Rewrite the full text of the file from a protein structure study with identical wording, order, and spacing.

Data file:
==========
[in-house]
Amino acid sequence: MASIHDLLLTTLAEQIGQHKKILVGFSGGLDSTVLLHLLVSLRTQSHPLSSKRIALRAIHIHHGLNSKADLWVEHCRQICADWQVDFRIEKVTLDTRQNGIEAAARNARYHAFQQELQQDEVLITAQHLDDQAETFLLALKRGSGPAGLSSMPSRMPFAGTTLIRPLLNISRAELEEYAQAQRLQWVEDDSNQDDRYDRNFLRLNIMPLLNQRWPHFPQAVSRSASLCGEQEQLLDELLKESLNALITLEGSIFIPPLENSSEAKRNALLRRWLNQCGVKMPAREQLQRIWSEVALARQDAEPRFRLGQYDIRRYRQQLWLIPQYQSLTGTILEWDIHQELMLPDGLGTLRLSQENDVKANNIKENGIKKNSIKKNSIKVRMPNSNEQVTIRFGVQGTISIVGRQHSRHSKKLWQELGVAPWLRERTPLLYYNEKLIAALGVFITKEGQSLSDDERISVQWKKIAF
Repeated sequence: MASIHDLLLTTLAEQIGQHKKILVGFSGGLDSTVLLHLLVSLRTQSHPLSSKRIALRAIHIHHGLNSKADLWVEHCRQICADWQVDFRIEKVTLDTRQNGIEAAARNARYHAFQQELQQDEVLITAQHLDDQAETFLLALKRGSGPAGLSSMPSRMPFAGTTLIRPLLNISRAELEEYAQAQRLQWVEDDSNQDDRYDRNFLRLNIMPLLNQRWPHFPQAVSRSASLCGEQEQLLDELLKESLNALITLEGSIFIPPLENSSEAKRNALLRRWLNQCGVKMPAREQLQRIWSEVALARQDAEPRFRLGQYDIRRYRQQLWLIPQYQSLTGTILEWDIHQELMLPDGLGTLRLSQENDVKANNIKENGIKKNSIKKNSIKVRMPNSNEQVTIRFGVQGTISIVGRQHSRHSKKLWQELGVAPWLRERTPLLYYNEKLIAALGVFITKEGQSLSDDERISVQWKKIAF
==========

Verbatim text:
[in-house]
Amino acid sequence: MASIHDLLLTTLAEQIGQHKKILVGFSGGLDSTVLLHLLVSLRTQSHPLSSKRIALRAIHIHHGLNSKADLWVEHCRQICADWQVDFRIEKVTLDTRQNGIEAAARNARYHAFQQELQQDEVLITAQHLDDQAETFLLALKRGSGPAGLSSMPSRMPFAGTTLIRPLLNISRAELEEYAQAQRLQWVEDDSNQDDRYDRNFLRLNIMPLLNQRWPHFPQAVSRSASLCGEQEQLLDELLKESLNALITLEGSIFIPPLENSSEAKRNALLRRWLNQCGVKMPAREQLQRIWSEVALARQDAEPRFRLGQYDIRRYRQQLWLIPQYQSLTGTILEWDIHQELMLPDGLGTLRLSQENDVKANNIKENGIKKNSIKKNSIKVRMPNSNEQVTIRFGVQGTISIVGRQHSRHSKKLWQELGVAPWLRERTPLLYYNEKLIAALGVFITKEGQSLSDDERISVQWKKIAF
Repeated sequence: MASIHDLLLTTLAEQIGQHKKILVGFSGGLDSTVLLHLLVSLRTQSHPLSSKRIALRAIHIHHGLNSKADLWVEHCRQICADWQVDFRIEKVTLDTRQNGIEAAARNARYHAFQQELQQDEVLITAQHLDDQAETFLLALKRGSGPAGLSSMPSRMPFAGTTLIRPLLNISRAELEEYAQAQRLQWVEDDSNQDDRYDRNFLRLNIMPLLNQRWPHFPQAVSRSASLCGEQEQLLDELLKESLNALITLEGSIFIPPLENSSEAKRNALLRRWLNQCGVKMPAREQLQRIWSEVALARQDAEPRFRLGQYDIRRYRQQLWLIPQYQSLTGTILEWDIHQELMLPDGLGTLRLSQENDVKANNIKENGIKKNSIKKNSIKVRMPNSNEQVTIRFGVQGTISIVGRQHSRHSKKLWQELGVAPWLRERTPLLYYNEKLIAALGVFITKEGQSLSDDERISVQWKKIAF